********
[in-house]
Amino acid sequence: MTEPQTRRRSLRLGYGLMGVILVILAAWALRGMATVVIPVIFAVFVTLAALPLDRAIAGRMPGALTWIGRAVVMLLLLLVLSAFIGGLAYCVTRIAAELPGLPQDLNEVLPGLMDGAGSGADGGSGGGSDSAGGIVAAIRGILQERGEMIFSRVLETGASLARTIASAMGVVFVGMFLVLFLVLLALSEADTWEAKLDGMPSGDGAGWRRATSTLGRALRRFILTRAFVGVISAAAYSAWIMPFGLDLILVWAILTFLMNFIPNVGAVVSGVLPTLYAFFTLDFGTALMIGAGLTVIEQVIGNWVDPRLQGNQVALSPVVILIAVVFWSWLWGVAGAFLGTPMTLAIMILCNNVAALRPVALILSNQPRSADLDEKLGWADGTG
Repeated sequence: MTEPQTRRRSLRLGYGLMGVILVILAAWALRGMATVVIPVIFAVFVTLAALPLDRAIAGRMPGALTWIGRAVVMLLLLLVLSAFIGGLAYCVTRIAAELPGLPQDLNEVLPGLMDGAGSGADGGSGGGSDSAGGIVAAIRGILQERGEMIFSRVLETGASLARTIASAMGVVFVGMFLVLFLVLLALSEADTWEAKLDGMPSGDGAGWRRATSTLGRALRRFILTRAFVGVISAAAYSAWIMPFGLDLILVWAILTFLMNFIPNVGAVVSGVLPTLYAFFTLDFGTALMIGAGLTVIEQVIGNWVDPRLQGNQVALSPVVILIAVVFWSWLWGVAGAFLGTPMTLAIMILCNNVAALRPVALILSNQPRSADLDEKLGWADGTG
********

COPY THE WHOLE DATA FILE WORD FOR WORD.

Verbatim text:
[in-house]
Amino acid sequence: MTEPQTRRRSLRLGYGLMGVILVILAAWALRGMATVVIPVIFAVFVTLAALPLDRAIAGRMPGALTWIGRAVVMLLLLLVLSAFIGGLAYCVTRIAAELPGLPQDLNEVLPGLMDGAGSGADGGSGGGSDSAGGIVAAIRGILQERGEMIFSRVLETGASLARTIASAMGVVFVGMFLVLFLVLLALSEADTWEAKLDGMPSGDGAGWRRATSTLGRALRRFILTRAFVGVISAAAYSAWIMPFGLDLILVWAILTFLMNFIPNVGAVVSGVLPTLYAFFTLDFGTALMIGAGLTVIEQVIGNWVDPRLQGNQVALSPVVILIAVVFWSWLWGVAGAFLGTPMTLAIMILCNNVAALRPVALILSNQPRSADLDEKLGWADGTG
Repeated sequence: MTEPQTRRRSLRLGYGLMGVILVILAAWALRGMATVVIPVIFAVFVTLAALPLDRAIAGRMPGALTWIGRAVVMLLLLLVLSAFIGGLAYCVTRIAAELPGLPQDLNEVLPGLMDGAGSGADGGSGGGSDSAGGIVAAIRGILQERGEMIFSRVLETGASLARTIASAMGVVFVGMFLVLFLVLLALSEADTWEAKLDGMPSGDGAGWRRATSTLGRALRRFILTRAFVGVISAAAYSAWIMPFGLDLILVWAILTFLMNFIPNVGAVVSGVLPTLYAFFTLDFGTALMIGAGLTVIEQVIGNWVDPRLQGNQVALSPVVILIAVVFWSWLWGVAGAFLGTPMTLAIMILCNNVAALRPVALILSNQPRSADLDEKLGWADGTG